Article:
|Scientific Name:||Telmatobius bolivianus|
|Species Authority:||Parker, 1940|
Telmatobius ifornoi Lavilla and Ergueta Sandoval, 1999
|Taxonomic Notes:||This species was formerly considered to be a synonym of Telmatobius marmoratus (Vellard 1970). It was resurrected as a full species by De la Riva et al. (2000). T. ifornoi is included as a synonym of this species, following De la Riva (2005).|
|Red List Category & Criteria:||Near Threatened ver 3.1|
|Assessor(s):||Claudia Cortez, Steffen Reichle, Ignacio De la Riva, Jörn Köhler|
|Reviewer(s):||Global Amphibian Assessment Coordinating Team (Simon Stuart, Janice Chanson, Neil Cox and Bruce Young)|
Listed as Near Threatened since although its Extent of Occurrence is probably less than 5,000 km2 and its habitat might be declining, thus making the species close to qualifying for Vulnerable, it probably occurs in more than ten locations, and its range is probably not severely fragmented.
|Range Description:||This species is known only from the Yungas forests of La Paz Department, Bolivia, from 2,000-3,000m asl. Telmatobius ifornoi, known only from Chuspipata, in Nor Yungas Province, La Paz Department, at 3,050m asl, is now considered to be a synonym (Lavilla and Ergueta 1999).|
Native:Bolivia, Plurinational States of
|Range Map:||Click here to open the map viewer and explore range.|
|Population:||This is the most common and widespread Telmatobius species in Bolivia.|
|Current Population Trend:||Decreasing|
|Habitat and Ecology:||It is an aquatic species that occurs in fast-flowing rivers and streams in cloud forests and Yungas forest. It is often present in the muddy bottoms of streams. There is no information on its breeding biology, though it presumably takes place by larval development in streams.|
|Major Threat(s):||It is affected by ongoing habitat loss and degradation, as a result of logging and agricultural expansion. It is also threatened by water pollution and aquaculture. Despite these threats its populations appear to be currently stable. However, chytridiomycosis is a potential future threat that could cause serious declines, but this has not yet been confirmed in this species.|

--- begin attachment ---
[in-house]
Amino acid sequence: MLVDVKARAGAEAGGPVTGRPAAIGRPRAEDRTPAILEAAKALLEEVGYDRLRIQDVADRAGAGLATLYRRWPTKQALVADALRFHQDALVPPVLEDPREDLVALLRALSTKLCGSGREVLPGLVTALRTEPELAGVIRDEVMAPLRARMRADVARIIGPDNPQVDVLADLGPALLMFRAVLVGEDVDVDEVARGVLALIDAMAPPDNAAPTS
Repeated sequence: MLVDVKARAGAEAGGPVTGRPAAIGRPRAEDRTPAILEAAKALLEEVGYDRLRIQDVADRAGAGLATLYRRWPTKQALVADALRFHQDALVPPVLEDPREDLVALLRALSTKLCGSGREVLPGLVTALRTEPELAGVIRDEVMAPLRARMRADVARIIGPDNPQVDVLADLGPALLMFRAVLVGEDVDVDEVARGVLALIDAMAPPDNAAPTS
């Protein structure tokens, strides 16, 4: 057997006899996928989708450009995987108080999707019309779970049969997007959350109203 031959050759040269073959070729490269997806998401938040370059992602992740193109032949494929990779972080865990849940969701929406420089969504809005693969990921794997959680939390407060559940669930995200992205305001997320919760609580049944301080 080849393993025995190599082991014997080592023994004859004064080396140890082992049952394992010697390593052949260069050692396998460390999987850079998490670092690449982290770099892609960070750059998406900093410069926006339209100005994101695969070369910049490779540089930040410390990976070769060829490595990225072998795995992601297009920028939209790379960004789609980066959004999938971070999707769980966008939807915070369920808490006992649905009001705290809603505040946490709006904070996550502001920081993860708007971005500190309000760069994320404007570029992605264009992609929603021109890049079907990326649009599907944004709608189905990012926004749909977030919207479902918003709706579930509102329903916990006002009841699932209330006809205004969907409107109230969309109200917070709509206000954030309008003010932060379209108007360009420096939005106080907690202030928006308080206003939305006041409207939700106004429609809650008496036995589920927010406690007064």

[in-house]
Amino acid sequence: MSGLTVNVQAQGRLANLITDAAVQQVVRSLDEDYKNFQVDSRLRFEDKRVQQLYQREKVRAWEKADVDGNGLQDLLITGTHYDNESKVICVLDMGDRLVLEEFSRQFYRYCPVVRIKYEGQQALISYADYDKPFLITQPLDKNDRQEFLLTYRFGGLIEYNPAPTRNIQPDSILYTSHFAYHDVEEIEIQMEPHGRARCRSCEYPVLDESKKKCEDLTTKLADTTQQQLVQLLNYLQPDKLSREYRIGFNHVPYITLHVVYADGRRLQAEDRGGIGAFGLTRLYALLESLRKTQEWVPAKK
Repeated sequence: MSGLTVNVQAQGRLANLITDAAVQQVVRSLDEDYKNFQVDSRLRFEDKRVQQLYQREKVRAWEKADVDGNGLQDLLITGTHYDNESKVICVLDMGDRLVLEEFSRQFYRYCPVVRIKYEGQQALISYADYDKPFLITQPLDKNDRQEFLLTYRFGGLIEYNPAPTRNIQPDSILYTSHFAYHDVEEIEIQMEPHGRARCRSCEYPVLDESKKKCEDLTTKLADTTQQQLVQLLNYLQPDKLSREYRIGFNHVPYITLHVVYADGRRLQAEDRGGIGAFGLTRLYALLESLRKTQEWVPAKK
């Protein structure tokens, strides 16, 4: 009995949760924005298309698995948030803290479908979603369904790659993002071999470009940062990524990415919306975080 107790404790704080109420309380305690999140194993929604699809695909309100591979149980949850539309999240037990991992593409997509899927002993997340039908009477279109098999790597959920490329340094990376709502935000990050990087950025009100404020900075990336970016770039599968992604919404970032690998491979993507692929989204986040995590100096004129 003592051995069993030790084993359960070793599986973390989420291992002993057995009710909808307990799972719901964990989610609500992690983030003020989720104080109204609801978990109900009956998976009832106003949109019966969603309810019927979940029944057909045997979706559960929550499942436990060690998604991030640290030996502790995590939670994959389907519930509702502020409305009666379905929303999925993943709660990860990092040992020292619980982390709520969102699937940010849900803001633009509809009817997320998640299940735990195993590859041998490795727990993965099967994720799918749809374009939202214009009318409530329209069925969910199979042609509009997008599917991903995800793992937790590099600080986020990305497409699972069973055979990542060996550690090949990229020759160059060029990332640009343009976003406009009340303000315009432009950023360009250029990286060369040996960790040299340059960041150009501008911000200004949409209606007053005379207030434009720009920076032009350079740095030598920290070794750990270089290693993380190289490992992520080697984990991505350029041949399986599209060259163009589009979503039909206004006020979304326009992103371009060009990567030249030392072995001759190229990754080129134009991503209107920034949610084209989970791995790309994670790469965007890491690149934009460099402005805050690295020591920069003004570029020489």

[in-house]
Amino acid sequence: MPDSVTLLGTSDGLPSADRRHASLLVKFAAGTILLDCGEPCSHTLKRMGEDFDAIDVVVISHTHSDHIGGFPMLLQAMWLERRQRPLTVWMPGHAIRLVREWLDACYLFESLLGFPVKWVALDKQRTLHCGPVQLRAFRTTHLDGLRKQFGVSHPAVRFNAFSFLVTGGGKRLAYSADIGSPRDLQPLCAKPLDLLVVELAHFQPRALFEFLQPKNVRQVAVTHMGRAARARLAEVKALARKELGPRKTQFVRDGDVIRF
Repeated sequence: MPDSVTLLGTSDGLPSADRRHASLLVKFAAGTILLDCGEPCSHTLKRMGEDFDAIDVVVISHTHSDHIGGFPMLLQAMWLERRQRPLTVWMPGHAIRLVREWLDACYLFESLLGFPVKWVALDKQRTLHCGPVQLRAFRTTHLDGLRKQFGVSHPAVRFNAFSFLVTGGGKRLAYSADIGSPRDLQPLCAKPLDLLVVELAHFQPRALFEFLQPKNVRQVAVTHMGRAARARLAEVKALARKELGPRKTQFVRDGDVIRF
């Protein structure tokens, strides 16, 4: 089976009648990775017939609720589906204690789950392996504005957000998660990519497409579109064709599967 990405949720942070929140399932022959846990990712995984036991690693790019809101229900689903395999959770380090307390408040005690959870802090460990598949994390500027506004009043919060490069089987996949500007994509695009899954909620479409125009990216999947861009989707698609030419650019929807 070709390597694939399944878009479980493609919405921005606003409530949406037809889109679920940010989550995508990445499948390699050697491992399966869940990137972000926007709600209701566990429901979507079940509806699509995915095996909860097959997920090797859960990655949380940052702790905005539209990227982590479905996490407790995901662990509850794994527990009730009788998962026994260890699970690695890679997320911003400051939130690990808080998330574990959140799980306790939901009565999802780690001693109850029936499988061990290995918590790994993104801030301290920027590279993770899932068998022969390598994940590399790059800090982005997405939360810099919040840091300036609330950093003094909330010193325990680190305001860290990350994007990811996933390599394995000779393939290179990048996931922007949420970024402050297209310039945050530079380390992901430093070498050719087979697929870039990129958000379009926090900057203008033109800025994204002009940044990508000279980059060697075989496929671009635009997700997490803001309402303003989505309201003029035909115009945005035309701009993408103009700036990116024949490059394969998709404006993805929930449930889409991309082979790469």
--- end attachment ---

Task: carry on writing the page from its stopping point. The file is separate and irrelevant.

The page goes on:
|Conservation Actions:||It occurs in Parque Nacional y Área Natural de Manejo Integrado Cotapata, and Área Natural de Manejo Integrado Nacional Apolobamba. Given the possible threat of chytridiomycosis, this species should be monitored closely.|
De la Riva, I. 2005. Bolivian frogs of the genus Telmatobius: synopsis, taxonomic problems and description of a new species. Monografias de Herpetologia special issue "Estudios sobre las ranas andinas de los generos Telmatobius y Batrachophrynus (Anura: Leptodactylidae) 7: 65-101.
De la Riva, I., Köhler, J., Lötters, S. and Reichle, S. 2000. Ten years of research on Bolivian amphibians: updated checklist, distribution, taxonomic problems, literature and iconography. Revista Espanola de Herpetologia: 19-164.
IUCN. 2004. 2004 IUCN Red List of Threatened Species. Available at: www.iucnredlist.org. (Accessed: 23 November 2004).
Lavilla, E. and Ergueta, P. 1995. Una nueva especie de Telmatobius (Anura, Leptodactylidae) de la ceja de montaña de La Paz (Bolivia). Alytes: 45-51.
Lavilla, E. and Ergueta, P. 1999. A new Bolivian species of the genus Telmatobius (Anura: Leptodactylidae) with a humeral spine. Amphibia-Reptilia: 55-64.
Vellard, J. 1970. Contribución al estudio de los batracios andinos. Revista Museo Argentino Ciencias Naturales “Bernardino Rivadavia” Zoología: 21.
|Citation:||Claudia Cortez, Steffen Reichle, Ignacio De la Riva, Jörn Köhler. 2004. Telmatobius bolivianus. The IUCN Red List of Threatened Species 2004: e.T57326A11621673.Downloaded on 26 February 2017.|
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